Hashtag Backfires as Egyptians Tell Sisi 'We Need to Talk' About Human Rights

Published October 31st, 2017 - 03:21 GMT
Egyptians have hijacked a hashtag to tell President Sisi "we need to talk" about rights abuses (Twitter)
Egyptians have hijacked a hashtag to tell President Sisi "we need to talk" about rights abuses (Twitter)
  • A hashtag was meant to promote Egypt's government but Egyptians had other ideas
  • They said "we need to talk" about widespread rights abuses instead
  • Activists claim as many as 60,000 are held as political prisoners in Egypt
  • Detainees are tortured, forced to live in cramped conditions and denied medical treatment

 

An Egyptian state-backed initiative to get young people on-board has backfired spectacularly after it was hijacked to highlight rights abuses.

“We need to talk” is the motto of Egypt’s annual World Youth Forum, which is planned to take place in Sharm el-Sheikh next week.

The Forum is intended to “send a message of peace, prosperity, harmony and progress to the entire world,” according to its website.

But following its launch as a hashtag on social media, “we need to talk” took off for all the wrong reasons.

On Twitter, a flood of complaints against President Abdel Fattah el-Sisi drowned out what Egypt Independent termed the “propaganda movies” about inspirational Egyptian young people.

 

Sisi has been under fire for implementing a crackdown on dissent, with “public criticism of the government remained effectively banned,” according to Human Rights Watch.

Scores of Egyptians have been arrested over their participation in protests, with detainees reporting torture and mistreatment in police custody.

Irish citizen Ibrahim Halawa was released earlier this month having served four years in Egypt for taking part in 2013 anti-government demonstrations.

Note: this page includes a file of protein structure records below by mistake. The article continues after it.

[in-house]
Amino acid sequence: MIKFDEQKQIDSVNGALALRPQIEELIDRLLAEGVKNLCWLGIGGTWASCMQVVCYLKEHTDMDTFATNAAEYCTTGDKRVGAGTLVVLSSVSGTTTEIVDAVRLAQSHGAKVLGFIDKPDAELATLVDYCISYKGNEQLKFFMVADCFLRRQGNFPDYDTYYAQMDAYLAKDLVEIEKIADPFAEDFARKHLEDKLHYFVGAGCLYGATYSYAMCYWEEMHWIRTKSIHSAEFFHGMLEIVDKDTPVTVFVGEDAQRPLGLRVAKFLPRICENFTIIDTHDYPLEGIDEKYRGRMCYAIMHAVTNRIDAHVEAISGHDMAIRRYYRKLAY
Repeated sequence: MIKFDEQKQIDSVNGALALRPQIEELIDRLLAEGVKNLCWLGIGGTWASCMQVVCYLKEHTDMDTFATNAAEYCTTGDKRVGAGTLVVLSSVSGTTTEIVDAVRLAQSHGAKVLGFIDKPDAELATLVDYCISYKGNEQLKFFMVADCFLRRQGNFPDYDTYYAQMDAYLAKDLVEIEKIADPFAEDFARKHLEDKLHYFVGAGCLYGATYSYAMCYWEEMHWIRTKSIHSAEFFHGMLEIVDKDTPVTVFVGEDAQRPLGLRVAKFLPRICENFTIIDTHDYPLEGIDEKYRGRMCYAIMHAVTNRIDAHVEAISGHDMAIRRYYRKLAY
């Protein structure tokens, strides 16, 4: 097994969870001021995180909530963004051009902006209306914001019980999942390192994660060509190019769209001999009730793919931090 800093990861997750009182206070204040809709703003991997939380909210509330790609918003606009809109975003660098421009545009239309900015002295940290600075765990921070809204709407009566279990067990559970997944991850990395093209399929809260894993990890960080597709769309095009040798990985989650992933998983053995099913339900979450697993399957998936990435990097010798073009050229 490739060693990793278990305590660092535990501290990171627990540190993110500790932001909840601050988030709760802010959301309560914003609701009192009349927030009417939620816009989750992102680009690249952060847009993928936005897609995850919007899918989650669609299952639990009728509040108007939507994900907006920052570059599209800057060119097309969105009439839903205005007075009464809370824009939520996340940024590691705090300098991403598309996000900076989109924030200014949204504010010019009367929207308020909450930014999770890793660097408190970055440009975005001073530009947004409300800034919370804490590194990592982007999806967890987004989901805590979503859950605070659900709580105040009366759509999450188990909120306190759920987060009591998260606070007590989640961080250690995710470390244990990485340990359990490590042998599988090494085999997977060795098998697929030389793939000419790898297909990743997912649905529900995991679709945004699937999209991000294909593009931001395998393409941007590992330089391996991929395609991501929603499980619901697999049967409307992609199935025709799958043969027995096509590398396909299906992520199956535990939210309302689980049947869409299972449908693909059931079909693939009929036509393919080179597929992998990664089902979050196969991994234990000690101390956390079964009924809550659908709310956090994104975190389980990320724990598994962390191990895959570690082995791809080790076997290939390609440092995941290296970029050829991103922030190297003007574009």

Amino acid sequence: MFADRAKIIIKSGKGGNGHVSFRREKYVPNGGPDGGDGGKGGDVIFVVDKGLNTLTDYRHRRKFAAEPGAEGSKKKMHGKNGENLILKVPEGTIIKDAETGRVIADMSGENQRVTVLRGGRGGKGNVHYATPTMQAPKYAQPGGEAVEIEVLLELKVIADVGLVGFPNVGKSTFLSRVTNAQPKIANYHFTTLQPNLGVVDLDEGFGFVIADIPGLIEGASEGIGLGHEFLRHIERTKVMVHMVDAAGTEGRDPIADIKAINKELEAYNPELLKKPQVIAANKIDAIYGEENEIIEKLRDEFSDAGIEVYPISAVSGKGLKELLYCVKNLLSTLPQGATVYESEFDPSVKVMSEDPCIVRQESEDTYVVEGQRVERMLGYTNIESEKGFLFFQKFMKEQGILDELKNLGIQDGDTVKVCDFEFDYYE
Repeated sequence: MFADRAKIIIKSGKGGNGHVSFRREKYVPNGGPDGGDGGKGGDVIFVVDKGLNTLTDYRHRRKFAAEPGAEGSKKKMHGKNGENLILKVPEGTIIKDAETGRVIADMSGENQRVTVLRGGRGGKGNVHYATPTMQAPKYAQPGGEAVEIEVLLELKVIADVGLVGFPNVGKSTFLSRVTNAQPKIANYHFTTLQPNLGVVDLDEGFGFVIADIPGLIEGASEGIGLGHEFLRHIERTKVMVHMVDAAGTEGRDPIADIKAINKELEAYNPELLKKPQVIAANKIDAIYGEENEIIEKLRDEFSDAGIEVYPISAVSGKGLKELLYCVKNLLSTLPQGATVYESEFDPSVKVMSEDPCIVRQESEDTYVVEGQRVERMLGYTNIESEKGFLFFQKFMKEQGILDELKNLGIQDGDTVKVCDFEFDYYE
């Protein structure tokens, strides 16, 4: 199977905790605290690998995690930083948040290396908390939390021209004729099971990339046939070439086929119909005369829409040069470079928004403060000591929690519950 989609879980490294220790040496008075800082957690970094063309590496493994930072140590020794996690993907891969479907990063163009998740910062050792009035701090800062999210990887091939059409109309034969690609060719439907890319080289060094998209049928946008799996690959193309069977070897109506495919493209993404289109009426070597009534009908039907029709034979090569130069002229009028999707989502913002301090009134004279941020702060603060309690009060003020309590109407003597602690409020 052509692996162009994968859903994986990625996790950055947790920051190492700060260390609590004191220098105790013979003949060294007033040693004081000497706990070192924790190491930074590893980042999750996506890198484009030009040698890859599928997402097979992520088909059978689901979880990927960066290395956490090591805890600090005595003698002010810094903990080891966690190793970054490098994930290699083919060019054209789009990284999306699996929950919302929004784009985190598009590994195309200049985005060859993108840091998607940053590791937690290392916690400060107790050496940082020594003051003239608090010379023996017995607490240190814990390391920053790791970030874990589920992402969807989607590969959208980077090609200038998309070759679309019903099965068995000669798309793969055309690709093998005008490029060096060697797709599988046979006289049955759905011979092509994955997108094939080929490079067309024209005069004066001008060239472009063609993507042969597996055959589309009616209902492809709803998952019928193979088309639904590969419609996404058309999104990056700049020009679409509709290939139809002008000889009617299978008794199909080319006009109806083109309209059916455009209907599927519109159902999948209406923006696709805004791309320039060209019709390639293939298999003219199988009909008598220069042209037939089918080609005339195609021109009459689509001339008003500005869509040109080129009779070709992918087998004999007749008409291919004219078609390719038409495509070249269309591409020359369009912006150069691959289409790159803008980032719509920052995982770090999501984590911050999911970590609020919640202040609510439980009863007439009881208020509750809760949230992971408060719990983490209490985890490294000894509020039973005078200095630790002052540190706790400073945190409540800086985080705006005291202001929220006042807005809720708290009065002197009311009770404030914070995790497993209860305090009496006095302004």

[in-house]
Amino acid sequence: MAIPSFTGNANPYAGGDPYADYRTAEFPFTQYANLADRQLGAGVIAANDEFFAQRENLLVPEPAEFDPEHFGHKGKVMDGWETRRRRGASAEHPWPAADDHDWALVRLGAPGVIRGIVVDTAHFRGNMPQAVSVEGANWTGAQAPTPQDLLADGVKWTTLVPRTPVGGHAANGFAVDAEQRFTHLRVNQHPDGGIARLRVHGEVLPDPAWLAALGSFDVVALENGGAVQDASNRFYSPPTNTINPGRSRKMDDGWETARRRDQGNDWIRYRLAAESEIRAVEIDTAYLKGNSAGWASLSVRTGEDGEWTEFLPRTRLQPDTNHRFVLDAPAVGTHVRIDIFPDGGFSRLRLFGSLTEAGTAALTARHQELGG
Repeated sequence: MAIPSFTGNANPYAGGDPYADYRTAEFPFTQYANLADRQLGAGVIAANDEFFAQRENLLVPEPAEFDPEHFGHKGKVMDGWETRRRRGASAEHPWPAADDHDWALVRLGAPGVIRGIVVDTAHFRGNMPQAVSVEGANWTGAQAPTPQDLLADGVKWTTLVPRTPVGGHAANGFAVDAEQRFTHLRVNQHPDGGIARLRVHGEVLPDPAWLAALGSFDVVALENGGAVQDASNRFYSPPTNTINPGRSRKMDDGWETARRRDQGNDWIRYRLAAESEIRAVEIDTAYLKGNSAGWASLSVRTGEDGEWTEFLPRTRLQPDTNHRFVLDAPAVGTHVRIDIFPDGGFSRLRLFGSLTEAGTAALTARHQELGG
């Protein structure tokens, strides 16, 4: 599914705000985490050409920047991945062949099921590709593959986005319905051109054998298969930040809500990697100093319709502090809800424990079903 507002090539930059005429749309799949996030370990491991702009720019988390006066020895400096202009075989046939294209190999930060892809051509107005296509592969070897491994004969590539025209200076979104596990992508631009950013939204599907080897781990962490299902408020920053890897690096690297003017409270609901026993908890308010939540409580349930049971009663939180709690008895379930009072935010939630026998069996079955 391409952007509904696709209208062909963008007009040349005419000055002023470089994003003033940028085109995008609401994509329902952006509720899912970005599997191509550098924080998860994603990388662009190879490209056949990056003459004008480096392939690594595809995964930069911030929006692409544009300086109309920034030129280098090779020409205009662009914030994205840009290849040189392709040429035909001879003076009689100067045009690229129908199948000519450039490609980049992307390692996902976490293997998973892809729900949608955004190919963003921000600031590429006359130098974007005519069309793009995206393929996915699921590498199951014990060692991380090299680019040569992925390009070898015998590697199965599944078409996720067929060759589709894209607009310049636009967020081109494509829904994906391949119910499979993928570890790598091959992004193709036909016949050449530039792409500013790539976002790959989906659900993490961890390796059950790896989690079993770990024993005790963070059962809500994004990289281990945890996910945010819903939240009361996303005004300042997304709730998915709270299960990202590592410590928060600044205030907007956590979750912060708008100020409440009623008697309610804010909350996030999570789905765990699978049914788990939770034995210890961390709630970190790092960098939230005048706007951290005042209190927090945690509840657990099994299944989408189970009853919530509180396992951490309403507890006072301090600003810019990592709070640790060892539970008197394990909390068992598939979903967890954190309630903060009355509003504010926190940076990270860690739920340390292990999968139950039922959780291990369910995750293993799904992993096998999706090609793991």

Pre-trial detention can last up to two years under Egyptian law, although Amnesty International reported that in 2016 more than 1,400 individuals were held beyond that limit.

Human rights groups report that prisons and other detention facilities remain massively overcrowded.

Rights groups have expressed concern about Egypt’s failure to provide adequate medical treatment for prisoners.

 

 

In August, HRW called on the Egyptian authorities to grant adequate medical attention to another journalist, Hisham Gaafar. The director of a private media company, Gaafar was being denied treatment for his deteriorating eyesight and other health complaints.

Travel bans and asset freezes have been ordered against human rights organizations, while NGOs have faced severe restrictions on their activities.

Egyptians also used the tag to demand justice for the Rabaa massacre. An estimated 1,000 people were killed in 2013 when two sit-in protests by Muslim Brotherhood supporters were raided by security forces.

Others also complained about what they saw as other failings of Sisi’s regime, including the controversial handover of two Red Sea islands to Saudi Arabia. The Egyptian President’s popularity has dwindled as a result of soaring prices, and concerns over rights abuses.

 

 

In spite of this, last month a massive nation-wide campaign was launched to demand Sisi stand for reelection in 2018.

For many Egyptians, it seems, the “To Build It” Sisi nomination campaign and World Youth Forum are two sides of the same coin: government self-promotion which do nothing to deal with the real issues they face.


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